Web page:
Dealing with the death of a loved one. A Tribute to Susan Oluwabimpe Harvey A.K.A Goldie

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The news spread like wild fire eliciting shock, disbelief and tears:
Goldie Harvey, Kennis music act and BBA Stargame housemate is dead at
31, on Thursday 14 February.
Goldie hit the limelight with her hit song, Say My Name and was,
before her passing, clearly, the most prominent member of Kennis Music,
aside from Capital Femi.
Known for her outrageous and dramatic dress sense, Goldie hit
continental stardom after her turn on reality show, Big Brother
StarGame, where she fell for the charms of Kenyan rapper, Prezzo.
Rumours of a marriage between the two started circulating recently, but Prezzo was quick to discount the news.
Goldie has been busy since her stint in the BBA house and has
released a few singles like Skibobo, Miliki and Got to Have it. Skibobo
in which she featured AY seems to have made the biggest splash.
Goldie attended the 2013 Grammy Awards at the Staples Centre alongside her label owners, Kenny Ogungbe and Dayo D1 Adeneye.
She was rushed from her Park View, Ikoyi, Lagos residence to her
official hospital, Reddington, Victoria Island, Lagos, where doctors
pronounced her dead on arrival at exactly 7:30 in the evening.

The
death of a loved one is an event that all of us is likely to experience
during our lifetimes, often on numerous occasions. Whilst lives are
often transformed by such loss, it does not necessarily need to be for
the worse in the long term. Dealing effectively and positively with
grief caused by such a loss is central to your recovery process and your
ability to continue with and fulfill your own life for the better.
We
have put together some notes in this section to help you understand
some of the emotions you are likely to go through after the death of a
loved one and to offer some suggestions on how best to cope and deal
with these emotions.

Key principles to remember when dealing with the death of a loved one

Accept that loss is a basic part of our life cycle. Whatever is born
must die. Whatever grows must decay. These are universal laws. We tend
to forget that these physical bodies are mortal. Everything we see
around us will one-day decay and cease to be. That includes all plants,
animals, people, buildings, cities, the planet earth, the sun and even
the galaxy. Everything in the physical universe is temporary. When this
fact is understood and accepted, we will begin to seek other, inner
sources of security and happiness.
Confront death: We need to ask, “what is death?” What is the nature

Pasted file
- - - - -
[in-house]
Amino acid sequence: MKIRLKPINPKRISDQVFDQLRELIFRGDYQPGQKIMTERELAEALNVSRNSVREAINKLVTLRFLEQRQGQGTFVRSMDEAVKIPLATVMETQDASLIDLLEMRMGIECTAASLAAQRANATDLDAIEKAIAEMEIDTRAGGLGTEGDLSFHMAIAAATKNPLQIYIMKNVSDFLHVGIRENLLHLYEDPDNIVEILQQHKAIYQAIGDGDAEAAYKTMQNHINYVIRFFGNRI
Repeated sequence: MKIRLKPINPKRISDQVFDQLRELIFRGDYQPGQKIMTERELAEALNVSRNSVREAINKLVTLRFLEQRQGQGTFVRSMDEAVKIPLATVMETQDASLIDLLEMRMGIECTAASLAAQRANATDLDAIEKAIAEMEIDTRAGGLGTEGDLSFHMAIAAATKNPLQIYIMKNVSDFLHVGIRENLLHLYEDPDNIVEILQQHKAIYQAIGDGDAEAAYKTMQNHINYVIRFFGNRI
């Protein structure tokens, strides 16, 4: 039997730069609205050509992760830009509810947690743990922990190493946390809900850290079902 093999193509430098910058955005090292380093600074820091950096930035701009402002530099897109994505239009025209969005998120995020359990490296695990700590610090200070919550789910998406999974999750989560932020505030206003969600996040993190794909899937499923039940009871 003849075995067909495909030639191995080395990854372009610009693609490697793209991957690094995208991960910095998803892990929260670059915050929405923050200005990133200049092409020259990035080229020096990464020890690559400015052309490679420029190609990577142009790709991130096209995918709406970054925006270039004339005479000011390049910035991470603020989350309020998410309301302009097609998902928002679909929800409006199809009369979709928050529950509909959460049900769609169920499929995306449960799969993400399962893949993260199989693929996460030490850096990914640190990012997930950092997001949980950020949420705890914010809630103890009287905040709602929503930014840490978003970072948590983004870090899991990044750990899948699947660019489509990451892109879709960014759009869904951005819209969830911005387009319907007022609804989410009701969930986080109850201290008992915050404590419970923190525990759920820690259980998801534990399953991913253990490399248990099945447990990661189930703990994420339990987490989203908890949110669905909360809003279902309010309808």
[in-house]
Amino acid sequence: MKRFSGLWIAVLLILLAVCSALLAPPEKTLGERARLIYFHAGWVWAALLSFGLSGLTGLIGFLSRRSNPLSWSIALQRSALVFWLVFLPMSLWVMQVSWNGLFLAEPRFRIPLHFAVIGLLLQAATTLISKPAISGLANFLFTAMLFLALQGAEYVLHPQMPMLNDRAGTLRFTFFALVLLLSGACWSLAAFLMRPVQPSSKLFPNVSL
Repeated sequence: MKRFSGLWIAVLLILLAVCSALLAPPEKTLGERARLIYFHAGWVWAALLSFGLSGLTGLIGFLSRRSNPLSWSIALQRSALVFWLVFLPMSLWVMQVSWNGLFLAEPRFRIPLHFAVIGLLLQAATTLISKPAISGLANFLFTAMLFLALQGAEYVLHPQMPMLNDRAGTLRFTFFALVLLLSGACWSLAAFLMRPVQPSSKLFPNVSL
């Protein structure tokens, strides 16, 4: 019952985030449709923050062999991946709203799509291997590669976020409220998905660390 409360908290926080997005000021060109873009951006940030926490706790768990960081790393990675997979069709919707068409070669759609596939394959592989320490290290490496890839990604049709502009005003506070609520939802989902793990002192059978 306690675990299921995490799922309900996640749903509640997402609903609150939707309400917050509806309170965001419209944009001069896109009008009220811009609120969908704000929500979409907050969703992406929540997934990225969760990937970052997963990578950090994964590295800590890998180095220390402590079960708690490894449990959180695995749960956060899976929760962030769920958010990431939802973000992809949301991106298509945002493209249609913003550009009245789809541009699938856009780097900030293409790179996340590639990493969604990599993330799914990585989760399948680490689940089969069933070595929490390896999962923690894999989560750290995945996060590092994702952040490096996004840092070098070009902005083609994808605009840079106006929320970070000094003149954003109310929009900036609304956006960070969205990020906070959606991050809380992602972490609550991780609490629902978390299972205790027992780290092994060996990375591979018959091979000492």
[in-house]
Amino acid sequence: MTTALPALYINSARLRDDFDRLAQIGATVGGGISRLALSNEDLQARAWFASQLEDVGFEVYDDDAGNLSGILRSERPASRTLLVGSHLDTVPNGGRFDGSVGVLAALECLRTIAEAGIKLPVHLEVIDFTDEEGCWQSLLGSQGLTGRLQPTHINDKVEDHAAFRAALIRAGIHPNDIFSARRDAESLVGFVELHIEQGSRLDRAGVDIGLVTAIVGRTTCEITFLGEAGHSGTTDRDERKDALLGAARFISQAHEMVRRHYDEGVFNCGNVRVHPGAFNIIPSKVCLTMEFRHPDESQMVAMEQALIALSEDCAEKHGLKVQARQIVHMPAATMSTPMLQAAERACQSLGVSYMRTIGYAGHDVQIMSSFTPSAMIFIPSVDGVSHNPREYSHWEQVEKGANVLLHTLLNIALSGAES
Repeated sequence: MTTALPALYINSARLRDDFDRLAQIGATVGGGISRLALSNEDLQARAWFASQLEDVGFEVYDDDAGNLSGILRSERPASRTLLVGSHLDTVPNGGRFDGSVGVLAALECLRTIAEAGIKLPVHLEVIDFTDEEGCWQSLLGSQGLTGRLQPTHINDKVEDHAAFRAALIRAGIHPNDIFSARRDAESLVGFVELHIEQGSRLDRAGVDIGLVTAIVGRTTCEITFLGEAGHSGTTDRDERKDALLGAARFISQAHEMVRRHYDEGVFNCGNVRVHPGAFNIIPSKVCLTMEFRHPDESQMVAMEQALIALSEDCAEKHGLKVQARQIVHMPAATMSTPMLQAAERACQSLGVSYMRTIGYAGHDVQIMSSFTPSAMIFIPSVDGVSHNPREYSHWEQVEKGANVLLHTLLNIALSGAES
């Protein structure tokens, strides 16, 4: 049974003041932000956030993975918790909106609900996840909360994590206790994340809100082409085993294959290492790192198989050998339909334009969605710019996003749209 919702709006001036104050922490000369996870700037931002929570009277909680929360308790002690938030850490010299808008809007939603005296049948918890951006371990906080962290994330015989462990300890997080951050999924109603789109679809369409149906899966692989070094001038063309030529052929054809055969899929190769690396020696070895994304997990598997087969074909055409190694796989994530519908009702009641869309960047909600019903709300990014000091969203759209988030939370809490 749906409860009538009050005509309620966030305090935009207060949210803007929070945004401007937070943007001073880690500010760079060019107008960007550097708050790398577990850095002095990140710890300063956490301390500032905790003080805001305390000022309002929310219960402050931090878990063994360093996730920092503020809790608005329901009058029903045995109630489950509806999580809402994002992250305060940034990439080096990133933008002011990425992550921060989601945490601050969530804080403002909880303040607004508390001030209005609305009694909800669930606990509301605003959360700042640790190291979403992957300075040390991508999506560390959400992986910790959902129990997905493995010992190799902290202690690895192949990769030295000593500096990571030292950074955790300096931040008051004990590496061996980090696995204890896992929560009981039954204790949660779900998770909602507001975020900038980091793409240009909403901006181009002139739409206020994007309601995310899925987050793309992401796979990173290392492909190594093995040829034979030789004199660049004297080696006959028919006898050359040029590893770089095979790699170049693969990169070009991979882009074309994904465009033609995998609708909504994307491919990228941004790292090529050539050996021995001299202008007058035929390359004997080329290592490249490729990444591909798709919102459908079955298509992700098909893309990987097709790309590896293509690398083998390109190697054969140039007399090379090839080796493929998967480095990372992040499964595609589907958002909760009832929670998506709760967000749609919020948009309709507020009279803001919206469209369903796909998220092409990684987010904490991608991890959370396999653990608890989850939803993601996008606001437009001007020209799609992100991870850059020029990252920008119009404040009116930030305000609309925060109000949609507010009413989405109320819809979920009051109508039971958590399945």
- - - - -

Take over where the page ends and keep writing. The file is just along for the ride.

of that energy, that power, that consciousness which, when it was in
that body, caused it to think, speak, move, love, feel and create? Now
that it is gone, there is a mass of cells that will soon decompose.
What
is life? What is its purpose? A number of us have been forced by the
death of the loved one to investigate these questions. Death forces us
to look deeper into the nature and purpose of life. Reexamine our life
values and goals: Contact with death awakens us to the fact that someday
we too will die. This generates a number of questions. Will we have
fulfilled our life purpose? Why have we come here to the earth? Why have
we taken this physical body? Is our life part of some greater process?
If so, what does it require of us? How can we live our lives more in
harmony with that purpose?
Answering these questions might
motivate us to change our life style, live a more meaningful existence,
improve our character, purify our love, or investigate the deeper truths
of life. We may also discover that life is more meaningful when we
value others and their needs.

How can I help a friend with the death of a loved one

Someone you know may be experiencing grief – perhaps the loss of a loved
one, perhaps another type of loss – and you want to help. The fear of
making things worse may encourage you to do nothing. Yet you do not wish
to appear to be uncaring.
Remember that it is better to try to do something, inadequate as you
may feel, than to do nothing at all. Don’t attempt to sooth or stifle
the emotions of the griever. Tears and anger are an important part of
the healing process. Grief is not a sign of weakness. It is the result
of a strong relationship and deserves the honour of strong emotion.
When
supporting someone in their grief the most important thing is to simply
listen. Grief is a very confusing process, expressions of logic are
lost on the griever. The question “tell me how you are feeling” followed
by a patient and attentive ear will seem like a major blessing to the
grief stricken. Be present, show that you care, listen.
Your
desire is to assist your friend down the path of healing. They will find
their own way down that path, but they need a helping hand, an
assurance that they are not entirely alone on their journey. It does not
matter that you do not understand the details, your presence is enough.

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